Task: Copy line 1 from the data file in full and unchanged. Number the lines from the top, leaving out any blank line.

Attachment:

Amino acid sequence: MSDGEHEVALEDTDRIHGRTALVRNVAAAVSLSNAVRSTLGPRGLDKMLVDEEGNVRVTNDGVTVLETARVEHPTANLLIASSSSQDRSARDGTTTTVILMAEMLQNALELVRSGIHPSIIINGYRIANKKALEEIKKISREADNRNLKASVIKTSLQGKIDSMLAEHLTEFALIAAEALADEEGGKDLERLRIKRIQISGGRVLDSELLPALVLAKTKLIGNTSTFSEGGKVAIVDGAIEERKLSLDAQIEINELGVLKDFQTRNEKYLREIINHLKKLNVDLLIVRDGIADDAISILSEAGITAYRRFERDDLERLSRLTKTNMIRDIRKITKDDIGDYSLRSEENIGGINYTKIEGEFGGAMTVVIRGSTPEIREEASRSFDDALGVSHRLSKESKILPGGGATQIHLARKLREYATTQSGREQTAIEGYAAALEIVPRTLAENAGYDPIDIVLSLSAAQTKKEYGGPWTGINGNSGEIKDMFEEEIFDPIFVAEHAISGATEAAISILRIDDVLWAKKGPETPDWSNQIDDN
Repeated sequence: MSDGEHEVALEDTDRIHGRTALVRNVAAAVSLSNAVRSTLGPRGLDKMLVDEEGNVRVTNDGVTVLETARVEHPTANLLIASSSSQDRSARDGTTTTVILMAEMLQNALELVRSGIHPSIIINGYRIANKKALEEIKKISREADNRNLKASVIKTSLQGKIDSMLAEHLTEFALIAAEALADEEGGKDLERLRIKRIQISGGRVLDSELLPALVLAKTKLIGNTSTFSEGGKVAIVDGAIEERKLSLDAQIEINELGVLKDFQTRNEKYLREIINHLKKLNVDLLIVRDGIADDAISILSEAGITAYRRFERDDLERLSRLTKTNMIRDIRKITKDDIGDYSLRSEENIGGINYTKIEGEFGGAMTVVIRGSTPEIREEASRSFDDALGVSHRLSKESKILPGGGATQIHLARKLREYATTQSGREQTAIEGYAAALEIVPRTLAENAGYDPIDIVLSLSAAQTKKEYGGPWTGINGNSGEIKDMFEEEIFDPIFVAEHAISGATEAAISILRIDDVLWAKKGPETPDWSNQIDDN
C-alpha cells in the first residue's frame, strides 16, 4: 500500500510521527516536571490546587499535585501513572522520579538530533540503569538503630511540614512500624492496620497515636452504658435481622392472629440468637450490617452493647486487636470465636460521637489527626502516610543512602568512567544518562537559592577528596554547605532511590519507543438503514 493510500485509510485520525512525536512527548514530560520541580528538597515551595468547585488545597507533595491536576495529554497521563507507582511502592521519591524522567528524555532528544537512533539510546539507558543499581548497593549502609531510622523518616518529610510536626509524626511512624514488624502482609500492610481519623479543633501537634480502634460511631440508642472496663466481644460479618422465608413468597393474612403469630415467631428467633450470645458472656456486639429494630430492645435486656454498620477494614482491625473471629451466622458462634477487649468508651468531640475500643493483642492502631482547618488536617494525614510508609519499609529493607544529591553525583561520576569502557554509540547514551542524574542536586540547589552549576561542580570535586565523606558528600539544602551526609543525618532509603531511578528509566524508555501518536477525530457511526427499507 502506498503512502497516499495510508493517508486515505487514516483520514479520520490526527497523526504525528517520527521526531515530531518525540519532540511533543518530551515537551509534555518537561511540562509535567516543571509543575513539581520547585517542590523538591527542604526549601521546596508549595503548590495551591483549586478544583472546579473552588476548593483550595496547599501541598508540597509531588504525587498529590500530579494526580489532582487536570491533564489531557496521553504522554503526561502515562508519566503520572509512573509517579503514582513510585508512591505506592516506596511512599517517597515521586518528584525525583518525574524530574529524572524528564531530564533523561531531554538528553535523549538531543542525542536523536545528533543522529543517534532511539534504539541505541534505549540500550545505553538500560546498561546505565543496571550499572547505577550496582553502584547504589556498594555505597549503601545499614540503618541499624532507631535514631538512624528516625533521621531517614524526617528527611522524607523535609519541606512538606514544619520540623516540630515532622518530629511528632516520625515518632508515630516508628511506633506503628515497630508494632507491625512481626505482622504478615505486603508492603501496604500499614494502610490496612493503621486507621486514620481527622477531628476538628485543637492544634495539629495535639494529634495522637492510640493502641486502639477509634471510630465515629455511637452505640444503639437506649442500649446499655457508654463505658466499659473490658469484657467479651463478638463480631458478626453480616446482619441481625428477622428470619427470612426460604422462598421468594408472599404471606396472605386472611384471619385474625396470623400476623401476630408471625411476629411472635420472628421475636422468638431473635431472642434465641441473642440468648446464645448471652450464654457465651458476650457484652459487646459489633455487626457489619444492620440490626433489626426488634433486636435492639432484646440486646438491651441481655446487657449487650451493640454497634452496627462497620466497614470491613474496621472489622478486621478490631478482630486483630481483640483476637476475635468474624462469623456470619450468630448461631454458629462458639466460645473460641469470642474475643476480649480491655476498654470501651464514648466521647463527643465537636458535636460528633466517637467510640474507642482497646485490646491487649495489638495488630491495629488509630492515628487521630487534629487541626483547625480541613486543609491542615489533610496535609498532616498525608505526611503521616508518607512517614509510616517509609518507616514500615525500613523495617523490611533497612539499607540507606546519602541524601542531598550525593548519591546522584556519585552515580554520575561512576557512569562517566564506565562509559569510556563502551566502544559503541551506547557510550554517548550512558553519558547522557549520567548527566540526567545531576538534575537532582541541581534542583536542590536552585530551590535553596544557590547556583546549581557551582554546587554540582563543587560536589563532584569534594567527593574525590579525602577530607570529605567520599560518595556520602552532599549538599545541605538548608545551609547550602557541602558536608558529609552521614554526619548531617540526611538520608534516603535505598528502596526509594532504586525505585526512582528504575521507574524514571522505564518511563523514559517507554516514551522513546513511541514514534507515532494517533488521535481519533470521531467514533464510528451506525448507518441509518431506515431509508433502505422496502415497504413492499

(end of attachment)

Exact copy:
Amino acid sequence: MSDGEHEVALEDTDRIHGRTALVRNVAAAVSLSNAVRSTLGPRGLDKMLVDEEGNVRVTNDGVTVLETARVEHPTANLLIASSSSQDRSARDGTTTTVILMAEMLQNALELVRSGIHPSIIINGYRIANKKALEEIKKISREADNRNLKASVIKTSLQGKIDSMLAEHLTEFALIAAEALADEEGGKDLERLRIKRIQISGGRVLDSELLPALVLAKTKLIGNTSTFSEGGKVAIVDGAIEERKLSLDAQIEINELGVLKDFQTRNEKYLREIINHLKKLNVDLLIVRDGIADDAISILSEAGITAYRRFERDDLERLSRLTKTNMIRDIRKITKDDIGDYSLRSEENIGGINYTKIEGEFGGAMTVVIRGSTPEIREEASRSFDDALGVSHRLSKESKILPGGGATQIHLARKLREYATTQSGREQTAIEGYAAALEIVPRTLAENAGYDPIDIVLSLSAAQTKKEYGGPWTGINGNSGEIKDMFEEEIFDPIFVAEHAISGATEAAISILRIDDVLWAKKGPETPDWSNQIDDN